You may not have control over the things you have to do, but you do have control over what you think about the things you have to do.  With some awareness and a shift in the way you choose to think, you’ll be better able to manage it all.

The amazing thing about your female brain is that it has a powerful filtering system that will show you proof of what you believe.  For example, it’s the reason why you “just happen” to see a lot of red cars on the road when you’ve decided you are in the market for a red car.

Therefore, if you keep thinking you are “super busy” or “insanely busy”, that’s what your brain will show you proof of.  Unfortunately, it then becomes difficult to get off the stress and overwhelm merry-go-round because what you believe will continue to feel true for you, even though it isn’t serving you.

So the important question is – if you couldn’t use the word “busy” to describe your day, your time or your life, how would you describe it?  Since we know that the sliding busy scale makes us feel dread, stress and overwhelm, what is another way to explain what you have to do, or what you have done?

See if any of these resonate with you:

  • Today I got to help my clients with their financial reports/statement/tax returns
  • I’m going to prepare the Form 1099’s for my clients by the deadline
  • I will get my work done, take my daughter to soccer practice and then help with homework
  • I’m going to do what I can today

These statements don’t sound dramatic, do they?  That’s exactly the point! Unfortunately, your female brain is a bit of a drama queen, often seeing things in a very dramatic fashion, in order to protect you; it’s naturally programmed to see everything as dangerous to your survival, especially when you’ve thought the same way for a long time.

By learning to watch your language and remove the drama, you will actually feel much better which will result in you doing much better.  Choosing less dramatic language will reprogram your brain to not automatically think busyness is normal.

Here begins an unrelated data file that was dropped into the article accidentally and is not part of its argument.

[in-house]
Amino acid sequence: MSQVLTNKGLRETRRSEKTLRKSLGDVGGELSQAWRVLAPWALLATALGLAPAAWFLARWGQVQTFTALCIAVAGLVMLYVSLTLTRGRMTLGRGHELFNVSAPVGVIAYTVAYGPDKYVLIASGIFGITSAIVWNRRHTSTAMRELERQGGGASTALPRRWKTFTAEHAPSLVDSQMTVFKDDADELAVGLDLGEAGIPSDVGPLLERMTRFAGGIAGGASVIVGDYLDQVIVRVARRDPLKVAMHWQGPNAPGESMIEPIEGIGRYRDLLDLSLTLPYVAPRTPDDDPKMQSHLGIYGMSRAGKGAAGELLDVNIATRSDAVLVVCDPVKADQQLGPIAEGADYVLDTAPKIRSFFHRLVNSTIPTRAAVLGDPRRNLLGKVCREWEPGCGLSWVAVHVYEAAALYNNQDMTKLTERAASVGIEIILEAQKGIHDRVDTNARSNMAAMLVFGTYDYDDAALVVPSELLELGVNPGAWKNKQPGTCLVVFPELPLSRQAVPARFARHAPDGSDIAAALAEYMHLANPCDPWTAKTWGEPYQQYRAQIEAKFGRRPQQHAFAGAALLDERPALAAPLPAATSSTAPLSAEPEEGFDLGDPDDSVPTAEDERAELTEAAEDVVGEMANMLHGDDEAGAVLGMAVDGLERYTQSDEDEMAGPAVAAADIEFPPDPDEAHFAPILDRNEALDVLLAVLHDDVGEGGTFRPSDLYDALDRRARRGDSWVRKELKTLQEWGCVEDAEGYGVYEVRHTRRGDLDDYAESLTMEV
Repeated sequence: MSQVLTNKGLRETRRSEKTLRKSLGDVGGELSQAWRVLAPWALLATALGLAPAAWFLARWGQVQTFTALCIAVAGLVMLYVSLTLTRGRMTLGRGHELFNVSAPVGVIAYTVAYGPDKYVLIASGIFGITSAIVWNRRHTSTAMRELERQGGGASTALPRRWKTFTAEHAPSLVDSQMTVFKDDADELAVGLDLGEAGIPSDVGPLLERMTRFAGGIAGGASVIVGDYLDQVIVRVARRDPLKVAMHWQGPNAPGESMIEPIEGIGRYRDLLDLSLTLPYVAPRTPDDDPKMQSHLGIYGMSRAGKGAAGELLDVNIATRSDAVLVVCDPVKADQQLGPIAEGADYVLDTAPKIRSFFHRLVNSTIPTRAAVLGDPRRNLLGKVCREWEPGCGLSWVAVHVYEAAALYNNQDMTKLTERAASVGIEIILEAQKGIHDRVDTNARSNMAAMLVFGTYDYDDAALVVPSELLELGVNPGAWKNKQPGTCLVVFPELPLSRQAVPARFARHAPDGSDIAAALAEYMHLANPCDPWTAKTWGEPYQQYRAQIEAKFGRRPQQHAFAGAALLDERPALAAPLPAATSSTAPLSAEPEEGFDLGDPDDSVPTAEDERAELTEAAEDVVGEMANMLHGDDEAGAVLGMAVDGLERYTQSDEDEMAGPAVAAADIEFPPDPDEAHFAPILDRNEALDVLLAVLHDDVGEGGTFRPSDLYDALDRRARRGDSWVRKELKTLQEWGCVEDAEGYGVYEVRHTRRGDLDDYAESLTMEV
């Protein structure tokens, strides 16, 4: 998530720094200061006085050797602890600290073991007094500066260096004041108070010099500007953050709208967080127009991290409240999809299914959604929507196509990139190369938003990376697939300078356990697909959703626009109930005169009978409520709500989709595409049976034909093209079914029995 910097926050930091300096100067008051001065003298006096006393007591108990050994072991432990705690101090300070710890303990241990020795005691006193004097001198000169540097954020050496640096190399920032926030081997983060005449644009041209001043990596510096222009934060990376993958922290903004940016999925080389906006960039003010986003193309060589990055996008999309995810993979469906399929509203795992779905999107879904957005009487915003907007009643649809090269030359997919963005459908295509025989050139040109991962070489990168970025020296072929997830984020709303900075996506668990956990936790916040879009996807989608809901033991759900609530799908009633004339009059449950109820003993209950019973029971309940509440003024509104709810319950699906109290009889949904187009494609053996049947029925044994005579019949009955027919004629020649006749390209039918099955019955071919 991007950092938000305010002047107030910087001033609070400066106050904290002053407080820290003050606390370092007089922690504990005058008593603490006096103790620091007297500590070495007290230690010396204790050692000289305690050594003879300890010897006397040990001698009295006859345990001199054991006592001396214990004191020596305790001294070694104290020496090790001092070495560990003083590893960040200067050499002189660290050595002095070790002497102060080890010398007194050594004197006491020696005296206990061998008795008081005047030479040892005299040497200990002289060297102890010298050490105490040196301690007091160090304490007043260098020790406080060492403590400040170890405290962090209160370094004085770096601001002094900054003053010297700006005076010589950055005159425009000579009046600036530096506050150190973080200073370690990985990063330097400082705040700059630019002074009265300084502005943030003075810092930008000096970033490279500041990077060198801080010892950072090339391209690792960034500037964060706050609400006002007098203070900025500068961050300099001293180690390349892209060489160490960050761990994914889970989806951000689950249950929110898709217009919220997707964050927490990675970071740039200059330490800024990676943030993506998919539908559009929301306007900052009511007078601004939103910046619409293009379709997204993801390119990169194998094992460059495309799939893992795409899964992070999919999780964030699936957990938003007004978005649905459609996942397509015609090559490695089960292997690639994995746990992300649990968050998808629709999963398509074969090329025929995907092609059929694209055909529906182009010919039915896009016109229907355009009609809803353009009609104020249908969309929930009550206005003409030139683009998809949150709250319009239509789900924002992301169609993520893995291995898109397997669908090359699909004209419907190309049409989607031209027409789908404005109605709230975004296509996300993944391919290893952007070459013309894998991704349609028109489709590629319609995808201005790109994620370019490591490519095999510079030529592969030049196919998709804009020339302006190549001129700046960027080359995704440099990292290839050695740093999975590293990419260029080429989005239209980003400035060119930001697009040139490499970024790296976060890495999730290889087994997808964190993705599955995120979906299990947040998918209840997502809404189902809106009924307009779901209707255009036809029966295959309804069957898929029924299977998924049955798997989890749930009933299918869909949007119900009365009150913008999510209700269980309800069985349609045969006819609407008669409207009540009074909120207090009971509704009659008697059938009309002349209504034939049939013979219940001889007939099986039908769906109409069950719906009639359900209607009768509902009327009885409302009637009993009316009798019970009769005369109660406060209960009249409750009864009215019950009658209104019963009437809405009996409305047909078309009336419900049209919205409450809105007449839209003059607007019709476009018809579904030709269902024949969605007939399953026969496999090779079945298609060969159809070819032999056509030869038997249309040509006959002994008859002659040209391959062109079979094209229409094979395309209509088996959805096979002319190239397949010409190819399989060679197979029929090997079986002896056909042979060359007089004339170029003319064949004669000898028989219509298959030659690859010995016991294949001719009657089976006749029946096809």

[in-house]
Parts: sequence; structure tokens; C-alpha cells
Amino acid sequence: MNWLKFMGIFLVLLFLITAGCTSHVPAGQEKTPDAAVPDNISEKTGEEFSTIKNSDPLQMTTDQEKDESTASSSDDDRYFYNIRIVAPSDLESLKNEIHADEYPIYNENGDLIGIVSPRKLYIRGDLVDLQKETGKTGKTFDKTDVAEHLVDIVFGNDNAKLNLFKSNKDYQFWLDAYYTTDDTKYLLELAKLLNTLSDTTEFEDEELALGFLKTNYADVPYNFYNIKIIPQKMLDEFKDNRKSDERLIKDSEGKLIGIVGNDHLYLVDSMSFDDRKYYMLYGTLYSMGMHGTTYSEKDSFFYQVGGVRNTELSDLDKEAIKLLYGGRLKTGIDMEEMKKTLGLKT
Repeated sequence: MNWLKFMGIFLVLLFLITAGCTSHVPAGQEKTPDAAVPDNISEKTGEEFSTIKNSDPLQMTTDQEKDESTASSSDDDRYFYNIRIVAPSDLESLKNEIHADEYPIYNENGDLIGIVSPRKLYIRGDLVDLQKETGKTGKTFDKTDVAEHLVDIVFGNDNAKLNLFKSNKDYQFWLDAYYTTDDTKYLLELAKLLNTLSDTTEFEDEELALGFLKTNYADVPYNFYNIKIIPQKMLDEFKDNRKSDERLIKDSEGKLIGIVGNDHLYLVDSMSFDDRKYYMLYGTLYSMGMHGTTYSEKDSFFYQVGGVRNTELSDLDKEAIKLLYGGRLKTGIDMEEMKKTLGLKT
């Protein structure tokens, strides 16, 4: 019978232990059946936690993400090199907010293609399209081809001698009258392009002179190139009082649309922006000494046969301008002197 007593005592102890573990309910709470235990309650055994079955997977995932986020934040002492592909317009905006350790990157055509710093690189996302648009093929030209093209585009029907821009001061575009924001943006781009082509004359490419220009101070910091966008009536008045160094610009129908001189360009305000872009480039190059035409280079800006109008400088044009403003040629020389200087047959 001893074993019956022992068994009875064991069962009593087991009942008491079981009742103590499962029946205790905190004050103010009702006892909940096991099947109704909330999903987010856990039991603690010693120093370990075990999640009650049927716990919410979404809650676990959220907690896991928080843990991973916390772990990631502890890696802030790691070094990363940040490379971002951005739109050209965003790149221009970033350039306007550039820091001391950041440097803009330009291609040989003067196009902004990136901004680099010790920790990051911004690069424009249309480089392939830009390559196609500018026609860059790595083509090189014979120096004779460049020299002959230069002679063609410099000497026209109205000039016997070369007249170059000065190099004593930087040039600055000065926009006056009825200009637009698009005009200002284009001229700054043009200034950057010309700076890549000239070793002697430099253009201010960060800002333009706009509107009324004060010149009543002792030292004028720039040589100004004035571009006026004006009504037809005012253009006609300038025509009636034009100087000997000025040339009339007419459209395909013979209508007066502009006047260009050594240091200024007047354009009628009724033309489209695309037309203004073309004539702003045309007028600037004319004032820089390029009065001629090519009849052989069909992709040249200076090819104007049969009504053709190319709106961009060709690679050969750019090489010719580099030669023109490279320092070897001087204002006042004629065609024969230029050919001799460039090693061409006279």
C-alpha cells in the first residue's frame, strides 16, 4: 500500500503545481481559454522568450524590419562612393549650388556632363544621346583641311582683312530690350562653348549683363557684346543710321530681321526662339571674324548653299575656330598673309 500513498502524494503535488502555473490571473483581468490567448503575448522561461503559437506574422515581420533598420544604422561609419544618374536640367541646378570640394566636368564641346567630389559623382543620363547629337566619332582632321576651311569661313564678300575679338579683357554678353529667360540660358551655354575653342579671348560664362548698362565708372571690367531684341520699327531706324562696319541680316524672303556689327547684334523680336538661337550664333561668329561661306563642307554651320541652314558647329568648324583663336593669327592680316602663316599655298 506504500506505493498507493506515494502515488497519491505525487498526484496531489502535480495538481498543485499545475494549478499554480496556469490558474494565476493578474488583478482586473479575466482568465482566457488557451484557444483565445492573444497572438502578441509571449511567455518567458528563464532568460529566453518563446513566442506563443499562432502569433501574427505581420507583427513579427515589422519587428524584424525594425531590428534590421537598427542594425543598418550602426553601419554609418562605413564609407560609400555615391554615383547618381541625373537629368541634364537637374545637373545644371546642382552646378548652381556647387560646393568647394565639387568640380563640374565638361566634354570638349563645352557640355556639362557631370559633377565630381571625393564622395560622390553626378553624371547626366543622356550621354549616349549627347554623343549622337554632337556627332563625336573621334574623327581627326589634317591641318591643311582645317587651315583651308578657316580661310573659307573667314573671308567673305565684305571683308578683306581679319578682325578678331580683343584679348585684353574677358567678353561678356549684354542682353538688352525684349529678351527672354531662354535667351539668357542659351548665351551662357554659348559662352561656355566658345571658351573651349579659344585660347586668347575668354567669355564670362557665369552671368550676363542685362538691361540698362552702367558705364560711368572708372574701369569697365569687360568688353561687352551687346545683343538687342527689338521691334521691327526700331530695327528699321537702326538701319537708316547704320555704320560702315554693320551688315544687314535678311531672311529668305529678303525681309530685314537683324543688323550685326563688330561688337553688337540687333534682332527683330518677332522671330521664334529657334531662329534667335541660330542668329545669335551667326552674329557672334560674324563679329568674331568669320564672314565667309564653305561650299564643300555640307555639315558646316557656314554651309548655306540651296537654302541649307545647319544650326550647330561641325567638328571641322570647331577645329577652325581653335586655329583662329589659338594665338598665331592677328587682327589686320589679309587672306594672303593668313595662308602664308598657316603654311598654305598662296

The truth is that we all have things to do for work and for our families.  In order to win the battle of busyness, you just need to start choosing thoughts on purpose that give you a feeling other than stress, overwhelm and dread.

You may have a Google calendar full of things that need to get done, but how you show up personally and professionally is 100% within your control, no matter what is on that calendar.  in order to be at your best, you need to become aware of how you describe things and start telling a different story.

When you decide to tell a different story, you naturally get a different ending.  That is how to win the battle with busyness, how to feel better no matter what’s on your plate and how to get more done with much more energy.

Want to listen to more podcasts with Dawn?

Visit the CPA MOMS Podcast site to get instant access to all of her powerful episodes!

The Key to Building Self-Confidence

The Key to Building Self-Confidence

The Key to Building Self-Confidence

CPA MOMS Podcast with Dawn Goldberg
Ep. 73 The Key to Building Self-Confidence

On the surface it would appear that self-confidence shouldn’t be an issue for accountants; the inherent combination of intelligence, respect and professionalism, should make self-confidence a non-issue.  As a CPA and a mom, you should have even more to be confident and proud of, and should be strutting around like a proud peacock.

So, since on the surface it would appear that self-confidence wouldn’t be an issue for you as a hard-working accountant and mom, then what’s the problem?  From the outside looking in, you’ve got what it takes to have a successful career as well as be the best mom you can be.

Interestingly all of these assumptions are exactly the reason why self-confidence can be an issue for accountant moms.  That’s because your intelligence, outward achievements, accolades and successes aren’t responsible for your self-confidence, or lack of.